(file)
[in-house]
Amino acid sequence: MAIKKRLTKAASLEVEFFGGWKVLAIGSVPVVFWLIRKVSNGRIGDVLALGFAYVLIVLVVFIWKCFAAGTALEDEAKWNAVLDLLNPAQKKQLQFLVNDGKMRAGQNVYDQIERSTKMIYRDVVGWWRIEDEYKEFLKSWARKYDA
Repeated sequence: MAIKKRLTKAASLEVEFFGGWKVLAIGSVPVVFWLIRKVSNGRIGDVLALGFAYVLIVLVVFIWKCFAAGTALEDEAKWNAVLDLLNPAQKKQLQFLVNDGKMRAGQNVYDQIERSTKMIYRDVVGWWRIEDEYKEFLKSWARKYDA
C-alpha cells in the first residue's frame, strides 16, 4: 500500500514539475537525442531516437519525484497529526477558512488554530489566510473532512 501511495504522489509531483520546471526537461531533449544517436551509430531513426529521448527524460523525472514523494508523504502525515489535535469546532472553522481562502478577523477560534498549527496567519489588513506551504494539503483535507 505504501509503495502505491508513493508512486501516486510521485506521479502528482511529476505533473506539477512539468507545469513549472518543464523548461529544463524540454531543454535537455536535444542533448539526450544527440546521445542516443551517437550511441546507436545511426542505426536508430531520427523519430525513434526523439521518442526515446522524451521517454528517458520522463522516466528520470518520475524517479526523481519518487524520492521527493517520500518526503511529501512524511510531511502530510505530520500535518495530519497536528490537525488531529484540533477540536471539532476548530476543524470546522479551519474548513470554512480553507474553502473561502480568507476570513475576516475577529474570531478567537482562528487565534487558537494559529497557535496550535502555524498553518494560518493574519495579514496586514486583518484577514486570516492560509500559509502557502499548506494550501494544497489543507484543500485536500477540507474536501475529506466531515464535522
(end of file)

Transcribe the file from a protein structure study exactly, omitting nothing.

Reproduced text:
[in-house]
Amino acid sequence: MAIKKRLTKAASLEVEFFGGWKVLAIGSVPVVFWLIRKVSNGRIGDVLALGFAYVLIVLVVFIWKCFAAGTALEDEAKWNAVLDLLNPAQKKQLQFLVNDGKMRAGQNVYDQIERSTKMIYRDVVGWWRIEDEYKEFLKSWARKYDA
Repeated sequence: MAIKKRLTKAASLEVEFFGGWKVLAIGSVPVVFWLIRKVSNGRIGDVLALGFAYVLIVLVVFIWKCFAAGTALEDEAKWNAVLDLLNPAQKKQLQFLVNDGKMRAGQNVYDQIERSTKMIYRDVVGWWRIEDEYKEFLKSWARKYDA
C-alpha cells in the first residue's frame, strides 16, 4: 500500500514539475537525442531516437519525484497529526477558512488554530489566510473532512 501511495504522489509531483520546471526537461531533449544517436551509430531513426529521448527524460523525472514523494508523504502525515489535535469546532472553522481562502478577523477560534498549527496567519489588513506551504494539503483535507 505504501509503495502505491508513493508512486501516486510521485506521479502528482511529476505533473506539477512539468507545469513549472518543464523548461529544463524540454531543454535537455536535444542533448539526450544527440546521445542516443551517437550511441546507436545511426542505426536508430531520427523519430525513434526523439521518442526515446522524451521517454528517458520522463522516466528520470518520475524517479526523481519518487524520492521527493517520500518526503511529501512524511510531511502530510505530520500535518495530519497536528490537525488531529484540533477540536471539532476548530476543524470546522479551519474548513470554512480553507474553502473561502480568507476570513475576516475577529474570531478567537482562528487565534487558537494559529497557535496550535502555524498553518494560518493574519495579514496586514486583518484577514486570516492560509500559509502557502499548506494550501494544497489543507484543500485536500477540507474536501475529506466531515464535522